Skip to content

Advertisement

  • Debate
  • Open Access
  • Open Peer Review

A two-way street: bridging implementation science and cultural adaptations of mental health treatments

Implementation Science20138:90

https://doi.org/10.1186/1748-5908-8-90

  • Received: 14 September 2012
  • Accepted: 8 August 2013
  • Published:
Open Peer Review reports

Abstract

Background

Racial and ethnic disparities in the United States exist along the entire continuum of mental health care, from access and use of services to the quality and outcomes of care. Efforts to address these inequities in mental health care have focused on adapting evidence-based treatments to clients’ diverse cultural backgrounds. Yet, like many evidence-based treatments, culturally adapted interventions remain largely unused in usual care settings. We propose that a viable avenue to address this critical question is to create a dialogue between the fields of implementation science and cultural adaptation. In this paper, we discuss how integrating these two fields can make significant contributions to reducing racial and ethnic disparities in mental health care.

Discussion

The use of cultural adaptation models in implementation science can deepen the explicit attention to culture, particularly at the client and provider levels, in implementation studies making evidence-based treatments more responsive to the needs and preferences of diverse populations. The integration of both fields can help clarify and specify what to adapt in order to achieve optimal balance between adaptation and fidelity, and address important implementation outcomes (e.g., acceptability, appropriateness). A dialogue between both fields can help clarify the knowledge, skills and roles of who should facilitate the process of implementation, particularly when cultural adaptations are needed. The ecological perspective of implementation science provides an expanded lens to examine how contextual factors impact how treatments (adapted or not) are ultimately used and sustained in usual care settings. Integrating both fields can also help specify when in the implementation process adaptations may be considered in order to enhance the adoption and sustainability of evidence-based treatments.

Summary

Implementation science and cultural adaptation bring valuable insights and methods to how and to what extent treatments and/or context should be customized to enhance the implementation of evidence-based treatments across settings and populations. Developing a two-way street between these two fields can provide a better avenue for moving the best available treatments into practice and for helping to reduce racial and ethnic disparities in mental health care.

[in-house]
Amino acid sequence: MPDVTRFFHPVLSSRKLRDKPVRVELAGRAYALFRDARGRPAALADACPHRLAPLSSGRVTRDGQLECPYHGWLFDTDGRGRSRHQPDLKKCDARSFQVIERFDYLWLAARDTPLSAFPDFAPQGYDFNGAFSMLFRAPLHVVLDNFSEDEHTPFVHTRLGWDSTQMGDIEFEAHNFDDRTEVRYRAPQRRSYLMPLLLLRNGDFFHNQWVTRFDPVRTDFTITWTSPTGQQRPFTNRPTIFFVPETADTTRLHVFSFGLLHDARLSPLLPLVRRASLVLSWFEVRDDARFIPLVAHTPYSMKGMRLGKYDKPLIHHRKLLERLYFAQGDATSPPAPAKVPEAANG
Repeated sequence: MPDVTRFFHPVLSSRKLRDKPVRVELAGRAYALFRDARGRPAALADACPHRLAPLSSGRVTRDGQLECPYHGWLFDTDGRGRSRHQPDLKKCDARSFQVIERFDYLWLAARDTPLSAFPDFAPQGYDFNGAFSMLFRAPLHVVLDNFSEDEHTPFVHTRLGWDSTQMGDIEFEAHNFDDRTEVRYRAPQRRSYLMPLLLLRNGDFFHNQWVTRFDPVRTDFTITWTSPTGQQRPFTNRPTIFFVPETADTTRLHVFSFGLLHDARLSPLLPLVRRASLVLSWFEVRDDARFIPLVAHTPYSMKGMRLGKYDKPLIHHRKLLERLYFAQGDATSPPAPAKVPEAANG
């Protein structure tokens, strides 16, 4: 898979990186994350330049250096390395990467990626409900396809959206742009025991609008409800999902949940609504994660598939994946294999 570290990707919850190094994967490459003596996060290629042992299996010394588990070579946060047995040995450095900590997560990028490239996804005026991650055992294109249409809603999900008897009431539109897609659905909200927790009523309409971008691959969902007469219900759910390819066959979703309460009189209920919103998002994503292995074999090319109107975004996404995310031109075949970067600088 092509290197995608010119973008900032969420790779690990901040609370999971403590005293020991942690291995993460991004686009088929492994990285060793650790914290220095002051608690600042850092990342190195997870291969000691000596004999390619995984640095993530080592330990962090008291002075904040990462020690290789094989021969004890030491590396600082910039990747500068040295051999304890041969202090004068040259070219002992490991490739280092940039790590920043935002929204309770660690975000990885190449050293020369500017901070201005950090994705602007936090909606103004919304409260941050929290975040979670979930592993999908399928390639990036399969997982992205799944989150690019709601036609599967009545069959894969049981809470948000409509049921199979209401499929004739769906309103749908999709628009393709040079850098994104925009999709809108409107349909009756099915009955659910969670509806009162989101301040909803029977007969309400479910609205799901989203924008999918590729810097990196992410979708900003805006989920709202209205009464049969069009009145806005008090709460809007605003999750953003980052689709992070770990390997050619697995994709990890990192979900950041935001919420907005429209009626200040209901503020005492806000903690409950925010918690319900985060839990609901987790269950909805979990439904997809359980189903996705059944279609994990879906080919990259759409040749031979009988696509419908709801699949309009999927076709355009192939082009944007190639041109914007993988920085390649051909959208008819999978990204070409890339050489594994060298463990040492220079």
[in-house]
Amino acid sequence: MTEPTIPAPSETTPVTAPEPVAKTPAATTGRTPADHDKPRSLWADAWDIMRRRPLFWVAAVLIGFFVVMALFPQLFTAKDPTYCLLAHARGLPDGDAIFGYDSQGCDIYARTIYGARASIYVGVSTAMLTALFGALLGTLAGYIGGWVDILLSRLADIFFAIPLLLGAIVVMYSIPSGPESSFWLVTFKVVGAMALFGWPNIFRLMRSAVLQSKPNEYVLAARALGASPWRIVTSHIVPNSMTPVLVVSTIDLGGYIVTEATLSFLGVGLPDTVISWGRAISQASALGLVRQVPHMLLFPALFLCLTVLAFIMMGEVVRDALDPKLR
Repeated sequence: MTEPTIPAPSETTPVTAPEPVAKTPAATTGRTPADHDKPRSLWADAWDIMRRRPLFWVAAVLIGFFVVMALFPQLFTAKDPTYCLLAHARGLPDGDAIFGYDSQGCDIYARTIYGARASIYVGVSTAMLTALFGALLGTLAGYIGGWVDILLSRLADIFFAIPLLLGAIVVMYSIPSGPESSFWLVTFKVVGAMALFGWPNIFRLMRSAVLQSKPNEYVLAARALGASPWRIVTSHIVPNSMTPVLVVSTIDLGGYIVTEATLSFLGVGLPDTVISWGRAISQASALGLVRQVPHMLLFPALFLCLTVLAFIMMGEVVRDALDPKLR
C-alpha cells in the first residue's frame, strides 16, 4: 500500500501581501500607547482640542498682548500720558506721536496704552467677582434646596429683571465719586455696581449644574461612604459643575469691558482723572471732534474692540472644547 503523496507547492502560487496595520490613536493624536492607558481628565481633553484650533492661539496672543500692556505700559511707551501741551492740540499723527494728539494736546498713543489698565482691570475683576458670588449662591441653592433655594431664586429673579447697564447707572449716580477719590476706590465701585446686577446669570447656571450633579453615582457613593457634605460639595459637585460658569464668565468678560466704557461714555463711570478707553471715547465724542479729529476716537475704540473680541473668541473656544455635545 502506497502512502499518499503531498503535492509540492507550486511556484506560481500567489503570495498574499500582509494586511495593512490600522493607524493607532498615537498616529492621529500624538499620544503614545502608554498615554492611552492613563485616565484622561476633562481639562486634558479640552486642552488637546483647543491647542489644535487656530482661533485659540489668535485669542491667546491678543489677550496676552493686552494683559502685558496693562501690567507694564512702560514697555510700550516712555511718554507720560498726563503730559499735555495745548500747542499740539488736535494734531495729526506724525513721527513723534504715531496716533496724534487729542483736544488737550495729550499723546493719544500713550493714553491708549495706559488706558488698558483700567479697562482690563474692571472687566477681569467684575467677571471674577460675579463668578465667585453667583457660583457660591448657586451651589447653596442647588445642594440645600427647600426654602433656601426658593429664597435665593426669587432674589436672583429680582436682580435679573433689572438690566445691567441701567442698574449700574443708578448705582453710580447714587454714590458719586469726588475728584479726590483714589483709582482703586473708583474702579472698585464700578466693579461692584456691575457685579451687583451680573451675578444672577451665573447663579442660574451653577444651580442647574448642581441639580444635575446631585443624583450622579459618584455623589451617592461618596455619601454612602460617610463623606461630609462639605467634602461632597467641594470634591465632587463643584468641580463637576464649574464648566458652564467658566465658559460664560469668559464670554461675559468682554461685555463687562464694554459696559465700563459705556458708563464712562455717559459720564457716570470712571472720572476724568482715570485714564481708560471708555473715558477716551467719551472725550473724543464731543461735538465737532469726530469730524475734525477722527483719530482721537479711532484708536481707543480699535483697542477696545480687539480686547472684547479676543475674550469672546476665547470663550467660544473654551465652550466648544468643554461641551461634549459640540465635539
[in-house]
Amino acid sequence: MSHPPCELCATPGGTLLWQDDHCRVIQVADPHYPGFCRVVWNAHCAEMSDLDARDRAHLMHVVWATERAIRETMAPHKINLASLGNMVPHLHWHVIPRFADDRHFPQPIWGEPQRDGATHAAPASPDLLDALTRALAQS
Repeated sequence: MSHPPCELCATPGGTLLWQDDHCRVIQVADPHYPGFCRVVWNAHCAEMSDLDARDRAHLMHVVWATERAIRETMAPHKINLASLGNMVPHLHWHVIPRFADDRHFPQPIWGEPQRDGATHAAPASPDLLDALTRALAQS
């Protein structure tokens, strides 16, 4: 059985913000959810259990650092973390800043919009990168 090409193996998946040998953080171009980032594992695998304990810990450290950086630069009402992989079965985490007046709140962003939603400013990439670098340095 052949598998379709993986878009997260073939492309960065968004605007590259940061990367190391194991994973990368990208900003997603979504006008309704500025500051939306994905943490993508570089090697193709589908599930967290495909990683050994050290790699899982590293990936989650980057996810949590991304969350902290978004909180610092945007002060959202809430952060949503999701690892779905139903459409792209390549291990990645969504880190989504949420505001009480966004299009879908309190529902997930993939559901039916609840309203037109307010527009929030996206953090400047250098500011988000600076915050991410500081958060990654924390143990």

Keywords

  • Cultural adaptation
  • Implementation science
  • Mental health care disparities

Introduction

Compared to non-Hispanic whites, racial and ethnic minorities in the U.S. are more likely to underutilize mental health services, discontinue treatments prematurely, and to receive care that is poor in quality even after adjusting for differences in educational levels, socioeconomic status, health insurance rates, and mental health needs[1, 2]. Some of the efforts to address these disparities in mental health care have focused on adapting evidence-based treatments (EBT) to clients’ culture. As expressed more than a decade ago in the Surgeon’s General report on ‘Culture, Race, Ethnicity and Mental Health’[2], ‘culture counts’ in mental health care, as it shapes how people seek help, engage in health behaviors, and how providers communicate with clients and deliver services. Culture is more than race and ethnicity, as it encompasses ‘a shared way of being and interacting’[3] that shapes lifestyle patterns and structures human thoughts, emotions, interactions, social norms, and behaviors[4]. Culture is not a static set of values, norms and practices that reside solely within the individual; it is dynamic, as it is learned, transmitted and transformed by social interactions, conflicts, and power relations[58].

The basic assumption for adapting mental health treatments to client’s cultural backgrounds is that, by explicitly integrating cultural factors (e.g., language, cultural values, gender roles) into care, the relevance, acceptability, effectiveness and sustainability of treatments will be increased, and inequities in care will be narrowed[9]. Yet, like many EBTs in the U. S., these culturally adapted treatments remain largely unused in usual care settings. A central question to address this gap in mental care that remains unanswered is how to go about translating the best available knowledge of treatments in historically underserved communities to eliminate inequities in mental health care.

In this paper, we propose that a viable avenue to address this critical question is to bridge and create a dialogue between the fields of implementation science (IS) and cultural adaptations (CA). We begin by providing a rationale for integrating these two fields. We then discuss five critical areas that would benefit from this integration: making culture more visible in the implementation process; determining if adaptations are needed, examining what to adapt in order to balance fidelity and adaptation in the implementation of EBTs; examining who should drive the process of implementation and adaptation of EBTs in usual care settings; expanding the contextual lens to inform adaptations and implementation strategies; and examining when to adapt EBTs, if necessary, in the implementation process. For each of these areas, we present implications for research.